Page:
While still in the egg, a mother hen will talk with her chicks through clucking sounds. She will offer comfort and encouragement. Once they’re outside the egg, the chicks can recognize their mother hen and each other and start building their relationships.
Chicks will communicate among themselves and with their moms or their human caretakers. A brooder full of chicks is not a quiet place. If the chicks are content, they will happily scratch and peck and chirp to each other as they go about their business. If they get lost from their group, they will chirp loudly and with obvious distress. If they get cold, that chirping is just as loud and just as upset.
Mother hens talk with their babies quite a bit. When the chicks are in their eggs, mother hens will purr to their chicks. This helps the chicks recognize her when they hatch and tells them what’s happening. A mother hen will cluck to her chicks when she’s pointing out something good to eat. If there’s something that’s not good to eat, she’ll vocally point that out too. Broody hens and mother hens also growl when their nests or chicks are disturbed.
Flock members will do the same thing as chicks: They will chirp back and forth to each other as they’re grazing and going about their days. A hen will also sing an egg song after she finishes laying an egg. The level of singing can vary from breed to breed, but it will often provoke others to sing too. Some days an egg song can turn into an egg cacophony! No one is sure why hens sing an egg song. Some speculate they’re proud of their laying accomplishment, others say they want the rest of the flock to know where they are, and some say it’s a way of distracting predators from the nest as the hen is moving away from an egg she just laid.
If a rooster is in a flock, he will sound different alarm calls for different types of danger. The same is true of the lead hen of a flock with no rooster. Often the alarm call for an aerial predator is much more high and shrill than the alarm call for a predator on the ground.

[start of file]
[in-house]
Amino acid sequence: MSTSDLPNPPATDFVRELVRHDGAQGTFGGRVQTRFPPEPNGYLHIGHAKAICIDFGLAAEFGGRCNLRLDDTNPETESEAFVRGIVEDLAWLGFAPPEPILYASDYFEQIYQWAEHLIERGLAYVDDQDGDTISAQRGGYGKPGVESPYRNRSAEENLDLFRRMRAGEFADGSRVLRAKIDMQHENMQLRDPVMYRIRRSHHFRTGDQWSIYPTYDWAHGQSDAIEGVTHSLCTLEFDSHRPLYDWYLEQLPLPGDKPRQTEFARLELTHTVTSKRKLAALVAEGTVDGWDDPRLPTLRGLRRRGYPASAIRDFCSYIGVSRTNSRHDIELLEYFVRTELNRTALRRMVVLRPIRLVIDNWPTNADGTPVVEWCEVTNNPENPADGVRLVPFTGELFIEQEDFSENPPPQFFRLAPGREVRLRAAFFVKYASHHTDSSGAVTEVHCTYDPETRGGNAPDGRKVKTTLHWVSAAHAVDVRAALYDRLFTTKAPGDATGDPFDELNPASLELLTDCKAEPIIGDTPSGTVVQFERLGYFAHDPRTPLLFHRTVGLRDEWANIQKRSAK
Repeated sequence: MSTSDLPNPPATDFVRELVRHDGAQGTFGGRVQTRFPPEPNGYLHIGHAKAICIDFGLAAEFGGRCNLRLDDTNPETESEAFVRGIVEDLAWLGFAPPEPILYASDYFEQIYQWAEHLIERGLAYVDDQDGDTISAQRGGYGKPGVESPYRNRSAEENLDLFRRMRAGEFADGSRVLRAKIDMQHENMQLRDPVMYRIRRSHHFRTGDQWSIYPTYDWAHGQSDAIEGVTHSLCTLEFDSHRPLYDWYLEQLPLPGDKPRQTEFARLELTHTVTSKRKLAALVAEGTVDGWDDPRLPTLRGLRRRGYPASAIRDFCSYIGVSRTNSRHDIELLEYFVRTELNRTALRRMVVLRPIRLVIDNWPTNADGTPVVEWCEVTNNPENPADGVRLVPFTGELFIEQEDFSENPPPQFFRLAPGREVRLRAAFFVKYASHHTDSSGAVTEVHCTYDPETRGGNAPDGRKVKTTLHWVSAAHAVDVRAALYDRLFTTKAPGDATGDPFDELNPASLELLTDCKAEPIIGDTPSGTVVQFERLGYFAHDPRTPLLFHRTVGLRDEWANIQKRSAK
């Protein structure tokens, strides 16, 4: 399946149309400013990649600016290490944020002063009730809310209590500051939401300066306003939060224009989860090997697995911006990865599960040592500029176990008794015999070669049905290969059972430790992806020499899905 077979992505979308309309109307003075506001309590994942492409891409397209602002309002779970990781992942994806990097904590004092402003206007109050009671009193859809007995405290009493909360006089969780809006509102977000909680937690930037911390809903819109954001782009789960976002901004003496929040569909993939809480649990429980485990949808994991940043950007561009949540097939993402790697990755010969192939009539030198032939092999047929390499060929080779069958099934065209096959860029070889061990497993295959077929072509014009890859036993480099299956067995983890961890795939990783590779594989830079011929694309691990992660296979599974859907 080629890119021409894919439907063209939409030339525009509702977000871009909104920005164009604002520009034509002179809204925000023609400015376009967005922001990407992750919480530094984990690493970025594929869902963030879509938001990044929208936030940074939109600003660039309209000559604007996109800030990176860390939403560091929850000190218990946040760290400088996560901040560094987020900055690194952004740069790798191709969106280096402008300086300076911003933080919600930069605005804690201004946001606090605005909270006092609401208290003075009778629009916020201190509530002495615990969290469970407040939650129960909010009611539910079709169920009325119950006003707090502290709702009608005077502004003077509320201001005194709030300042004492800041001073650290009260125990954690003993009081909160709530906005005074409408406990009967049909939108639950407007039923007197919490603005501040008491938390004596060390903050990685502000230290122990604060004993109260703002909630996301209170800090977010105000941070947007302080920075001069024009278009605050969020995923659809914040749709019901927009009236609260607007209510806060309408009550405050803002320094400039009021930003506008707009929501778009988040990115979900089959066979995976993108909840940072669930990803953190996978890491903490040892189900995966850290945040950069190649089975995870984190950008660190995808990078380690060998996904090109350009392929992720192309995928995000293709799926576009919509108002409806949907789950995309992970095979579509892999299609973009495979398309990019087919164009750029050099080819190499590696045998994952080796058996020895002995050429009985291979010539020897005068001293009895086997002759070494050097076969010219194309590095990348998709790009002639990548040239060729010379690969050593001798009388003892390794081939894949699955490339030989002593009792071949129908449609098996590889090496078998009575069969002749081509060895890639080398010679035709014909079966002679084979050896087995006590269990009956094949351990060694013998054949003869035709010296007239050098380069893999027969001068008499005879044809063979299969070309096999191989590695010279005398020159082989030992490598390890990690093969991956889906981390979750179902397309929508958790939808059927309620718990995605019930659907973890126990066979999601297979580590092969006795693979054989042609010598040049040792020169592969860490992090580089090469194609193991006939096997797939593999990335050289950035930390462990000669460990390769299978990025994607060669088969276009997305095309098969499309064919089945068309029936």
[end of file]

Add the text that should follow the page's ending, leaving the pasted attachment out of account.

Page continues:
Chickens also make growling types of sounds when they’re frustrated, such as if they need more food or they just can’t wait for a hen to leave the nest box they want. They will also make high-pitched sounds of encouragement, like when you bring treats to them and don’t give them out soon enough.
Listening to your flock’s different vocalizations is fun, and it’s a great way to get to know them and bond with them. Soon you’ll under-stand some of their language and be able to “talk” right along with them.
Roosting is another chicken activity that shows the pecking order in action. Roosting is an essential survival tool for birds that are ultimately prey animals. After all, the higher you can get and the more you’re buffered on both sides, the better your chances for surviving the night.
Many chicken coops have roosting bars at multiple heights while others have just one long bar that runs the length of the coop. Either way, there are preferred spots, and friends like to be next to each other. Usually around 30 minutes or so before the sun sets you’ll see your chickens filing into the coop for the night. This is when the action takes place. The dominant bird takes the best place on the roosting bar, and she will defend her spot. As others file in, she will peck and squawk to move birds around to her satisfaction. If by chance a lesser bird has gone to the coop a little earlier to land the most coveted spot, that bird will be unceremoniously moved.
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Reprinted with permission from Backyard Chickens Beyond the Basics by Pam Freeman and published by Voyageur Press, 2017.